We currently possess a good understanding of which DC subsets circulate in human blood. However, whether the same DC subsets are also found in other, less accessible human tissues such as the respiratory system, is much less clear. In fact, the details of human DC diversity and complexity are only starting to unravel and it is becoming increasingly clear that DC subsets differ depending on their anatomical location. It is especially important to assess how comparable these compartments are when studying infections and inflammatory conditions primarily affecting the respiratory system, to know whether it is justifiable in certain experimental settings to use blood DCs. In this project, we investigate what DC subsets and immune cells are found in human airways and lung as compared to blood under steady state conditions. Healthy volunteers undergo bronchoscopy and cells from bronchial wash, bronchoalveolar lavage and endobronchial biopsies as well as blood are collected for functional and phenotypical analysis.
The effect of Influenza A virus infection on human dendritic cells
Influenza or "flu" is one of the most common diseases known to mankind, caused by Influenza A virus (IAV). We are interested in how DCs are affected by IAV infection in vitro and in vivo. A backbone of our research is the utilization of protocols and experimental systems to differentiate or isolate human DCs from blood and tissues and study them in vitro. We recently showed that different myeloid DC subsets from the blood play distinct roles during IAV infection as they have different capacities to induce an antiviral response upon maturation. Next, we are investigating how tonsillar DCs at the site of infection handle the virus in vitro. Plasmacytoid DCs (PDCs) have important antiviral functions as potent producers of type I Interferons that exert transcriptional control over hundreds of interferon-stimulated genes (ISGs). We are comparing how tonsillar and blood PDCs respond to in vitro IAV exposure, and how their function is influenced by the presence of IAV. This ex-vivo setup could help provide a glimpse into tissue-resident DC behavior in the context of IAV infection.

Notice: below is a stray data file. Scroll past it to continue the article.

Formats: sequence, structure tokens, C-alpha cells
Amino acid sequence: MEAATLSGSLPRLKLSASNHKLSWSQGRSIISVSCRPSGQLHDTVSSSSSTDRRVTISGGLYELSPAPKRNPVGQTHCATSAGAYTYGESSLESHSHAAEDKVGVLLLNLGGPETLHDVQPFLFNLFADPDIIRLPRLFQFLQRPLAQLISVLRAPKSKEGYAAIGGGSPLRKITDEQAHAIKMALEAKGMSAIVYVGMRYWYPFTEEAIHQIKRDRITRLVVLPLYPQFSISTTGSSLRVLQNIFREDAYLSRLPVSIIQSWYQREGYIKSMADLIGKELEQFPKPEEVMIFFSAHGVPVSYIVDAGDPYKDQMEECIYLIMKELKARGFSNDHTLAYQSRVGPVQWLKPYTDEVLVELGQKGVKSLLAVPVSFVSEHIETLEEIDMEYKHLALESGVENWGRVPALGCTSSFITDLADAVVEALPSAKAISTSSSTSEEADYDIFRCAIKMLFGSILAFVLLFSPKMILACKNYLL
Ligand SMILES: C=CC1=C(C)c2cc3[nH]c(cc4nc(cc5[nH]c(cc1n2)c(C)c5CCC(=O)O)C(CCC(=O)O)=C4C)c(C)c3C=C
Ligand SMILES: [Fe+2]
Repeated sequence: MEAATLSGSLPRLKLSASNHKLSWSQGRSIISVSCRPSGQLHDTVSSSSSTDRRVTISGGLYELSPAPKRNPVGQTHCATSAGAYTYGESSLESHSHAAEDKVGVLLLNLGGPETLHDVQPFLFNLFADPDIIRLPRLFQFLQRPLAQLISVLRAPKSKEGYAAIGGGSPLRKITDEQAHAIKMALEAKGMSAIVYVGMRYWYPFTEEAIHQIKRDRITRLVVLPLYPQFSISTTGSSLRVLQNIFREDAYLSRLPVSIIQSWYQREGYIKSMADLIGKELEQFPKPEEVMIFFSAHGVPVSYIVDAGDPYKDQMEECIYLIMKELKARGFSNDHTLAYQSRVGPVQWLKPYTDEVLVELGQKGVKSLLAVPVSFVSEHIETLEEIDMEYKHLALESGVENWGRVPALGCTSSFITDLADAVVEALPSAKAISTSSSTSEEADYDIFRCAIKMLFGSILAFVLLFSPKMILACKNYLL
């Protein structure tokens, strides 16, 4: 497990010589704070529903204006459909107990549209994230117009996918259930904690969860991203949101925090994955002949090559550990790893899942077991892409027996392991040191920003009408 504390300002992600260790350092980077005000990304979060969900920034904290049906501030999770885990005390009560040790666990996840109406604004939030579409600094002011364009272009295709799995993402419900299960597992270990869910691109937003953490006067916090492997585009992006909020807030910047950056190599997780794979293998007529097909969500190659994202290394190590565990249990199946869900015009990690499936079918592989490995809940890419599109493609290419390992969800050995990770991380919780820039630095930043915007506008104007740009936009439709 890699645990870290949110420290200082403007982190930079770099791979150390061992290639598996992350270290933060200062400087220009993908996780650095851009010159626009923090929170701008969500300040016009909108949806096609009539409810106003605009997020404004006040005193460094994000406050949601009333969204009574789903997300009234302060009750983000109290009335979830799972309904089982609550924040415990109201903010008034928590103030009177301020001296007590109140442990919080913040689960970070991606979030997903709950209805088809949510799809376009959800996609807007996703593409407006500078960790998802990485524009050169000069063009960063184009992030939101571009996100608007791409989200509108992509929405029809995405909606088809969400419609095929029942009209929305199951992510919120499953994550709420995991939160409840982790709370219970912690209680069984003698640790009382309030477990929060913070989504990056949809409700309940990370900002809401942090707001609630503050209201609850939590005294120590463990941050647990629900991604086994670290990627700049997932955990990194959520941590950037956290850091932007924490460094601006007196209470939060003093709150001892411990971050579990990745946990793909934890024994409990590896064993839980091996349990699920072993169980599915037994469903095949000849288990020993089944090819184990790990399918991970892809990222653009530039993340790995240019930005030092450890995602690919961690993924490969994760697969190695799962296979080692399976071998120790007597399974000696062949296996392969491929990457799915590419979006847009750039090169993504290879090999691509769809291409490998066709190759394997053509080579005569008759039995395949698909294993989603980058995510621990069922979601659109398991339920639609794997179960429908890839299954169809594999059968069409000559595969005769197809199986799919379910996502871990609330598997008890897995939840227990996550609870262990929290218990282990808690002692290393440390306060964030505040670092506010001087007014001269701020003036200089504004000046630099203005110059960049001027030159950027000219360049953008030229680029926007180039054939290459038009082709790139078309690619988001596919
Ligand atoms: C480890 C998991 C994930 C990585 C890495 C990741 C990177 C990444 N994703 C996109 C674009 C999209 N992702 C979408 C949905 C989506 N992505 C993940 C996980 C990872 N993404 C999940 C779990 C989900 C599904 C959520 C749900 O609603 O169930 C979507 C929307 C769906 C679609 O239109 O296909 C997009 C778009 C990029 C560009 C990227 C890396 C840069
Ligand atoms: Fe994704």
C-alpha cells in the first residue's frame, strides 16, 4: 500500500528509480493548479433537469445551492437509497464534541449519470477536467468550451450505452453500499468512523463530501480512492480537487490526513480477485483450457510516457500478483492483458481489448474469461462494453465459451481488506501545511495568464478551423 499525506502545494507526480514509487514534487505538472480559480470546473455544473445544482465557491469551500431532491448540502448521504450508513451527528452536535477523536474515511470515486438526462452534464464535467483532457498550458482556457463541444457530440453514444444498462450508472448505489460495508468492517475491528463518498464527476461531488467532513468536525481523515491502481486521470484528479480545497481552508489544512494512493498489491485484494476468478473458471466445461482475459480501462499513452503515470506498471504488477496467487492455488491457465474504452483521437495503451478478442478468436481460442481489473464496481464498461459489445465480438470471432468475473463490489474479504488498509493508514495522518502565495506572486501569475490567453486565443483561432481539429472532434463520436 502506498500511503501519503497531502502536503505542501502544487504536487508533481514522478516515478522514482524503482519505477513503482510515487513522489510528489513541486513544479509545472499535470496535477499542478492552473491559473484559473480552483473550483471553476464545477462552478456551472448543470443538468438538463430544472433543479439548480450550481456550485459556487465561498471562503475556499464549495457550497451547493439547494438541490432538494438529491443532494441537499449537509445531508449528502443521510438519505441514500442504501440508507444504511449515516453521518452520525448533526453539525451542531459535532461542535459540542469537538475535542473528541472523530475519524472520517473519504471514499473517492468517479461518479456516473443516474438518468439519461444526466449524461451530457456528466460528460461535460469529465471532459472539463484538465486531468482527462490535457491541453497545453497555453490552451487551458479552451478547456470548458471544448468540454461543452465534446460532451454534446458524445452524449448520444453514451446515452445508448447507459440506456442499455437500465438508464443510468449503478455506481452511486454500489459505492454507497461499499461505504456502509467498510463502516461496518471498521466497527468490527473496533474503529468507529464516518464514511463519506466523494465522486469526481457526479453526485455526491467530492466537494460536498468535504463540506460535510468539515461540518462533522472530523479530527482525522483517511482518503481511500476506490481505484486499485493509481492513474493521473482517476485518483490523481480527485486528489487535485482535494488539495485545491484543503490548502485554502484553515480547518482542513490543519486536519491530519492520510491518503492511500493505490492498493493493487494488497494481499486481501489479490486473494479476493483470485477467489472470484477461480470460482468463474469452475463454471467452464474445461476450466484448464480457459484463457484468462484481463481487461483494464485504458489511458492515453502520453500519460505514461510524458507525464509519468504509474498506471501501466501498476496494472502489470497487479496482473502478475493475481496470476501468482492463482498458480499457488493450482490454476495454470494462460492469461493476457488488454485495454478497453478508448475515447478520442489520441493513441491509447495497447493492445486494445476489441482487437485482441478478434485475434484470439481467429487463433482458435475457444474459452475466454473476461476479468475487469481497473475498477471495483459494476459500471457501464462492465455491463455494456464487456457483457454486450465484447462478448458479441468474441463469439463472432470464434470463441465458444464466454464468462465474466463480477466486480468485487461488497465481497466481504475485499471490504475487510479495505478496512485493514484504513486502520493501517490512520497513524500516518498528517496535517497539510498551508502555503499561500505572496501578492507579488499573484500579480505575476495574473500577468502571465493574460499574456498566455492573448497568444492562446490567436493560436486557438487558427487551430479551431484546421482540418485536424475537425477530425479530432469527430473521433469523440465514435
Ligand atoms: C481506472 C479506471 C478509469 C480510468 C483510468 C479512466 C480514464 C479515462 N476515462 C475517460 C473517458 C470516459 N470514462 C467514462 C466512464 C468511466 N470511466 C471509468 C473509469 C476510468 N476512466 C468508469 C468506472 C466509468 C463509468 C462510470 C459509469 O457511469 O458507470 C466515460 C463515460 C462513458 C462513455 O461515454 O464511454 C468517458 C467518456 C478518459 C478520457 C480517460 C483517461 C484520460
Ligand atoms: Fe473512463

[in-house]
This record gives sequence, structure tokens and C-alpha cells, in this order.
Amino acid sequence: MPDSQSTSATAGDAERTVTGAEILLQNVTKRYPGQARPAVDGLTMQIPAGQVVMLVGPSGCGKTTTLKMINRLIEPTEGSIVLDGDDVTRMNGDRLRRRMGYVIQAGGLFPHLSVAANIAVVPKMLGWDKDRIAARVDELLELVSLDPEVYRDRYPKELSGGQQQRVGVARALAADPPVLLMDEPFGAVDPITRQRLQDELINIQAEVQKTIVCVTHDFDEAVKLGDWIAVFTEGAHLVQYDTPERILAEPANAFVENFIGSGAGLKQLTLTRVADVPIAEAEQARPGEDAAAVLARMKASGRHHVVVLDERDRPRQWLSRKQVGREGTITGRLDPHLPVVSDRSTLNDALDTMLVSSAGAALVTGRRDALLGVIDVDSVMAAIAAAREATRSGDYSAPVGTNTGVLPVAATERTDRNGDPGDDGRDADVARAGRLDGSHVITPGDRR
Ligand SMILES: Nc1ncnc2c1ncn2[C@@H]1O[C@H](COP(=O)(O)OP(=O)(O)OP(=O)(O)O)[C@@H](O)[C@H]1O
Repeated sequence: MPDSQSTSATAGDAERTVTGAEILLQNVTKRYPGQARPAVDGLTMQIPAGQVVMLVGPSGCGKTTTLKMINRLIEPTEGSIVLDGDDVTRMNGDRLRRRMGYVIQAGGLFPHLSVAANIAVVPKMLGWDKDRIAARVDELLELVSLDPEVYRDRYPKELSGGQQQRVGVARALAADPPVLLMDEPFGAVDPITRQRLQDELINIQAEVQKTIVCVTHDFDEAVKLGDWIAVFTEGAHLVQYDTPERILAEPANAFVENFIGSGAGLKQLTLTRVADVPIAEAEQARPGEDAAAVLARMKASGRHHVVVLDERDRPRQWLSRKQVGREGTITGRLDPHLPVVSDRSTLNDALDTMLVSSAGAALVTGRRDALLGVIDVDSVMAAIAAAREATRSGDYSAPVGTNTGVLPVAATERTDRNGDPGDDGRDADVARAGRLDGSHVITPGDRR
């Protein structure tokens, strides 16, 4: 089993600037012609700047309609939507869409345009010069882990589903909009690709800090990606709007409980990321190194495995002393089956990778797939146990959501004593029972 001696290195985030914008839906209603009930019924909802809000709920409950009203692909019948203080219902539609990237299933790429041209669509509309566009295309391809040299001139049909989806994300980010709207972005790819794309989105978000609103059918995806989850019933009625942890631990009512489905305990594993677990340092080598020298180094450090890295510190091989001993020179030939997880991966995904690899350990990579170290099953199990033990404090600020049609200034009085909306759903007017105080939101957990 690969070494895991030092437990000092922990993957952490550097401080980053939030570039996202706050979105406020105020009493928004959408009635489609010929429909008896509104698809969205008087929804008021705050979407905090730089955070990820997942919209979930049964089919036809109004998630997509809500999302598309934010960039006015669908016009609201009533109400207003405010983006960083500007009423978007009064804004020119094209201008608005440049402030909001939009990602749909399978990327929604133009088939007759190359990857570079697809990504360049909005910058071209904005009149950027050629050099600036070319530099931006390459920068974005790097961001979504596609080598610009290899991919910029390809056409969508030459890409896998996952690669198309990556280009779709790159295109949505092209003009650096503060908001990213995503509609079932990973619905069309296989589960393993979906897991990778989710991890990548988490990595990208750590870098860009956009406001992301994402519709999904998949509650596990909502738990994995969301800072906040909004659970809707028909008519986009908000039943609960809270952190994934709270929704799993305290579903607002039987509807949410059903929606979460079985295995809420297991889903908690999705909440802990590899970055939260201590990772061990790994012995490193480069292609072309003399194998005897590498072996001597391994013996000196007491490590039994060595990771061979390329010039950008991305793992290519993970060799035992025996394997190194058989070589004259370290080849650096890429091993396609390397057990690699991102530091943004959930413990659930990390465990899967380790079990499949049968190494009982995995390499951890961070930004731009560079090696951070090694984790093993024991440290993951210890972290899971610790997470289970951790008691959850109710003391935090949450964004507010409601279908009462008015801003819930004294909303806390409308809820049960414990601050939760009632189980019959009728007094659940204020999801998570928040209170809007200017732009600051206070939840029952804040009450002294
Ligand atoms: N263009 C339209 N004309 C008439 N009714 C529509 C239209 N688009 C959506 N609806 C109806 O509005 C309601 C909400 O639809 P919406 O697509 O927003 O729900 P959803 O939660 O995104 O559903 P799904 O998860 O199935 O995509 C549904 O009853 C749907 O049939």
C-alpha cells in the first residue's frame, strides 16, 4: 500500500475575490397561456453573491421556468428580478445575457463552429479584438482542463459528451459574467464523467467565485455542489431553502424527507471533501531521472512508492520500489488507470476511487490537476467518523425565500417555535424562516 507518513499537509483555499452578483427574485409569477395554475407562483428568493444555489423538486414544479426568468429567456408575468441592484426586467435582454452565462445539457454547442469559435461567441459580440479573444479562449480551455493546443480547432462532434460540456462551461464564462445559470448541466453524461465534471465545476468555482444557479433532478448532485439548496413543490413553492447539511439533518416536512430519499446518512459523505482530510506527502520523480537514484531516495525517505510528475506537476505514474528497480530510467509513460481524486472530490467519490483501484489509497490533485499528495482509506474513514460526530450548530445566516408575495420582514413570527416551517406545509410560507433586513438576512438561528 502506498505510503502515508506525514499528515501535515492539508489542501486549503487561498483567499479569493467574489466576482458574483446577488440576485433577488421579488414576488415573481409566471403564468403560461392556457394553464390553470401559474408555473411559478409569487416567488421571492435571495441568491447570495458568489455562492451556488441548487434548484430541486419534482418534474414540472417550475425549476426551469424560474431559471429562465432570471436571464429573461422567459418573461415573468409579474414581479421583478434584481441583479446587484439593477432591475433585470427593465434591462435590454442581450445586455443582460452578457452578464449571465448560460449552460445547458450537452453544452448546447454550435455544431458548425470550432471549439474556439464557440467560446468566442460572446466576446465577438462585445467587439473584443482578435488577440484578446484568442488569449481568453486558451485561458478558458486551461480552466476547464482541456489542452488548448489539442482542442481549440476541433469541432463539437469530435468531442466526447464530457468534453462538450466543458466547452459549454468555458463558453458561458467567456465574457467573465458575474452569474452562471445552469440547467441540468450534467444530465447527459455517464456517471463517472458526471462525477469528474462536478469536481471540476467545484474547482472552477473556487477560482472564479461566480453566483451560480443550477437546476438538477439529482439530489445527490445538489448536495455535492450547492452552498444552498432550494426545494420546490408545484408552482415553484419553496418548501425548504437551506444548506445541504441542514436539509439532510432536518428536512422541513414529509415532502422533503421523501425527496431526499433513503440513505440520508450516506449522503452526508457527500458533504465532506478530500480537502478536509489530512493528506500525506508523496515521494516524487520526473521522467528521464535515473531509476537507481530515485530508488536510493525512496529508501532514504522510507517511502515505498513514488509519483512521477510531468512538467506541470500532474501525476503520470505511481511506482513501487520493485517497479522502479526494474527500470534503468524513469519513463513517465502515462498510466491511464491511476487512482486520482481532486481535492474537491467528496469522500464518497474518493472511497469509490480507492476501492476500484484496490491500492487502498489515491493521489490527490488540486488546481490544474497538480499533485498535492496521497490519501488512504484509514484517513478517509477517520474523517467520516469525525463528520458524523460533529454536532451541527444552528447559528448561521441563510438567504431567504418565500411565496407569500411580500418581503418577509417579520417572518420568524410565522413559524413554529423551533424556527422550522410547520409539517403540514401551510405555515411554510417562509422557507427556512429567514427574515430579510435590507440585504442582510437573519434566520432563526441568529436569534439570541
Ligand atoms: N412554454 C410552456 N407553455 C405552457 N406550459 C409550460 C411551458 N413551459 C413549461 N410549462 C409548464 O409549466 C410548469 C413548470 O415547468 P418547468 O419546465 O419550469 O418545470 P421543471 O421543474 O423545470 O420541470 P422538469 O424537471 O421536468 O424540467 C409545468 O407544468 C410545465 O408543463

Influenza A virus entry in a human plasmacytoid dendritic cell. Influenza A virus (green), cell surface, MHC class II (red) and cell nucleus (blue). 3D reconstruction
Mononuclear phagocytes during human Influenza A virus infections
In contrast to the wealth of knowledge generated from in vitro studies on Influenza, much less is known about the role of DCs and monocytes at the site of infection, during ongoing IAV infections. Recent studies have started to describe infiltration of innate cells to the nasal mucosa in respiratory virus infections, imploring the need for further exploration. To address this, we are currently investigating the composition and function of DC and monocyte subsets in patients with confirmed IAV infection. Our methods enable detailed phenotypic characterization of DCs and monocytes, from blood and the nasopharynx, which is the initial site of IAV infection; as well as a comparison between acute and convalescent phases of infection. Additional analyses will quantify cytokine production and antigen-specific adaptive responses. Detailed clinical characterization of patients will allow correlations between immune status and disease severity. Immunological profiles generated from this study would better reflect the complexity of IAV pathogenesis. Defining what constitutes a protective vs pathological immune response at disease presentation, by assessing local and systemic immune profiles may provide new therapeutic approaches for improving disease outcomes. The data generated will improve our knowledge on human mucosal respiratory immunology and our understanding of influenza virus pathology.